13. Actually, after One Shot I think there are still a coupla live covers to go as well… which, you know, is great if you’ve ever wanted an in-depth analysis of Tony Sales-sung versions of Moody Blues and Pixies songs.

  14. Patrick says:

    You’re probably now aware, but in his autobiography Morrisey mentions being offered this song , with the threat that if he didn’t cover it, DB would “never speak to him again”. Moz listens to the song by tape in the studio, but “nothing within the song shouts out to me”

  15. Brian says:

    Goodbye Mr. Ed, and goodbye Tin Machine. After about 50 songs I’ve listened to Tonight, NLMD, TM I, & TM II. The latter two were more interesting than the former two, and among the latter two TM I was the best. However, out of all of those 50 or so songs… I could probably count the truly great ones on one hand.

    Far more interesting than most of those songs is the portrait of Bowie that emerges (thanks to your excellent articles). I think the problem for Bowie, beyond having no truly amazing partners is that Bowie had no real “great adventure” to occupy him.

    Reading your book, 60’s Bowie is obviously someone with ambition and a desire to prove himself. After achieving that with Ziggy, we see a man falling in love with America its music, and its drugs. Following STS and the retreat from madness to Berlin, we see a man interested in making a new life for himself and losing himself in a fascinating city. Let’s Dance came out of the simple desire to have a hit, but hitting the mainstream is not the kind of adventure you can… “move on” from. You either struggle to keep the public’s attention or fade away trying. Trapped by success and with no relevant ‘loves’ to occupy him, I now understand why “Socially Conscious” Bowie developed- to fill this gap. The problem is, you can’t be creative with politics. Before he was in love with sounds and aesthetics, but now he was preoccupied with something he couldn’t absorb and refine.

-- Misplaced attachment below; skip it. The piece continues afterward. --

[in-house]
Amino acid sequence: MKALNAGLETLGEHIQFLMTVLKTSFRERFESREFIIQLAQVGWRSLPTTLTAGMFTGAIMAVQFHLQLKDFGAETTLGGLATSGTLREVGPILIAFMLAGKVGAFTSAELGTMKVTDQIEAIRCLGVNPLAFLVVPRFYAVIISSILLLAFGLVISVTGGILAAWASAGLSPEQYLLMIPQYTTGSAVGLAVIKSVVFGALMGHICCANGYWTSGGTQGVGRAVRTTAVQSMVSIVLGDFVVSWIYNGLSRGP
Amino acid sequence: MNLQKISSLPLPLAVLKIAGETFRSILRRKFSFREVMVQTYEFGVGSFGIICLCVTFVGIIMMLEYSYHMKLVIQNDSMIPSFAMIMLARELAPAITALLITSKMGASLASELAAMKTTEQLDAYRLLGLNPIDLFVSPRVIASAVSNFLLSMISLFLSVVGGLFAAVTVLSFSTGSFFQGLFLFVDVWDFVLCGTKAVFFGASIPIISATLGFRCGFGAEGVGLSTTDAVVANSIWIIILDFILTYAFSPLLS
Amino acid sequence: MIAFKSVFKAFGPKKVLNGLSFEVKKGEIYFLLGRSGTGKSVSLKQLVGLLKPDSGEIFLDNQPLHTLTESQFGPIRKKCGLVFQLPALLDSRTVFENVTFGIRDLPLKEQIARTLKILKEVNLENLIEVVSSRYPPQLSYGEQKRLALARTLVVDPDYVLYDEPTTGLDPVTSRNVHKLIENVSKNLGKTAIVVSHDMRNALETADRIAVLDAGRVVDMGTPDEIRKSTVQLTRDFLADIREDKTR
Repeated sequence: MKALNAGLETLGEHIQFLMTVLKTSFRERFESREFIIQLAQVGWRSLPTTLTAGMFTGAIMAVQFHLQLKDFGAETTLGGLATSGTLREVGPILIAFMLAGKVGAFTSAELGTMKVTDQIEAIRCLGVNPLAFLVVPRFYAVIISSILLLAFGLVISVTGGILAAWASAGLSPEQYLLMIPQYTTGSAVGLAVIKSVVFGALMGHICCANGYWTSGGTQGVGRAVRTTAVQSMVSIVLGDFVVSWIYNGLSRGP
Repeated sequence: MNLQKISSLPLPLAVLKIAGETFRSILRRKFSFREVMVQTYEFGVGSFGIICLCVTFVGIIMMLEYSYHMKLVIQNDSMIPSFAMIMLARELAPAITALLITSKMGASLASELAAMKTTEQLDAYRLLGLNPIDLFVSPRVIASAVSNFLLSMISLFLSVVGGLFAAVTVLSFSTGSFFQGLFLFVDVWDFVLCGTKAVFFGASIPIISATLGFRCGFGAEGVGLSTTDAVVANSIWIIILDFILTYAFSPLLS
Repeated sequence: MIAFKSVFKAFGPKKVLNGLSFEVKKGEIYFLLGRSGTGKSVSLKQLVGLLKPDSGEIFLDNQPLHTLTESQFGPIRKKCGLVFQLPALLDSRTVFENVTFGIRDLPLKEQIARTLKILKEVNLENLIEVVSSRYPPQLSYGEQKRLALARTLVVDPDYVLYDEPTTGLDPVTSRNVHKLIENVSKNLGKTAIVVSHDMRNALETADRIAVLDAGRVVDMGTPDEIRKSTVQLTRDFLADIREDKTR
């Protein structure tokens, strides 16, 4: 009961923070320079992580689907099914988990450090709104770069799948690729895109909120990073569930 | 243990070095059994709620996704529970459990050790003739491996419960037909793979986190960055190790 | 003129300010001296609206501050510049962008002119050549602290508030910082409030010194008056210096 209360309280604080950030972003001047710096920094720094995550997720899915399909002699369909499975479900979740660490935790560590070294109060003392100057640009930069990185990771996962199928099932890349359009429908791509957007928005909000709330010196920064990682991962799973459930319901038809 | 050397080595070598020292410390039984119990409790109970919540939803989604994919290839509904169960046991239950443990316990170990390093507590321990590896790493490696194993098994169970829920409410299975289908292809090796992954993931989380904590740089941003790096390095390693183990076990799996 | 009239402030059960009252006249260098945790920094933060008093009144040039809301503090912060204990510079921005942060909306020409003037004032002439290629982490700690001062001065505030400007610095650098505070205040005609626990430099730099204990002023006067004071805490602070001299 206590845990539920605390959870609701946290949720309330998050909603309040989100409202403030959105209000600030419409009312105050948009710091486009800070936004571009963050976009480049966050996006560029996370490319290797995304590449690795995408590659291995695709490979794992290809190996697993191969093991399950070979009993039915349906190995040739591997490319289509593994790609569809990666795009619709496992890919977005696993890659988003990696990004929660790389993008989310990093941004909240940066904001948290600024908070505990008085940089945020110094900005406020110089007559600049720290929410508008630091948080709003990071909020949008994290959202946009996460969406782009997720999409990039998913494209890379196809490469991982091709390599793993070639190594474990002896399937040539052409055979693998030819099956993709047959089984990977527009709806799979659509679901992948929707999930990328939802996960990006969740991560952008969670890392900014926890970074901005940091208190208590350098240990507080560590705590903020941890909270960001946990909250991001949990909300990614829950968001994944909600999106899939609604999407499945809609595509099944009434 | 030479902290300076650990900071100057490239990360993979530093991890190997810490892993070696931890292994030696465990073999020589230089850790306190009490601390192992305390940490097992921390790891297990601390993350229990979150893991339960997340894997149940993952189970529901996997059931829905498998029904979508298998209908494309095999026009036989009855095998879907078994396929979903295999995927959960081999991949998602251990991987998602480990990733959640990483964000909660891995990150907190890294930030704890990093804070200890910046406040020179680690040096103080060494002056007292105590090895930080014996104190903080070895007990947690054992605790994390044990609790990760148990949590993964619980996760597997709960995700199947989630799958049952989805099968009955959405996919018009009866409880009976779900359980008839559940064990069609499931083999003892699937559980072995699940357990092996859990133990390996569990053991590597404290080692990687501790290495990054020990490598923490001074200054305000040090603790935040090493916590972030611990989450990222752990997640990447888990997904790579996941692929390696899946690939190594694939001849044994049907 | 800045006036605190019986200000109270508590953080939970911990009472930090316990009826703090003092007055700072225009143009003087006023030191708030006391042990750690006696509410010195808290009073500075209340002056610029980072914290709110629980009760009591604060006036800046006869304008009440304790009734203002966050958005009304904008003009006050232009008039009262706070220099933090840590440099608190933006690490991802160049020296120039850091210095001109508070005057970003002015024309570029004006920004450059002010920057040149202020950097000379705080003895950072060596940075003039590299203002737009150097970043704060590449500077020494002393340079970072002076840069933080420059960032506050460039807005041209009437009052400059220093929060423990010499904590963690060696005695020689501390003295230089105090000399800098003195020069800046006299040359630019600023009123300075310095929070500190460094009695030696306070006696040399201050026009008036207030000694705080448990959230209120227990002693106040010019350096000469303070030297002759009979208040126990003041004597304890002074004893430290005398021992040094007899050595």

All the above’s very obvious but reading all these entries really helped me “get” it beyond just knowing it. Thanks again for the blog, Chris.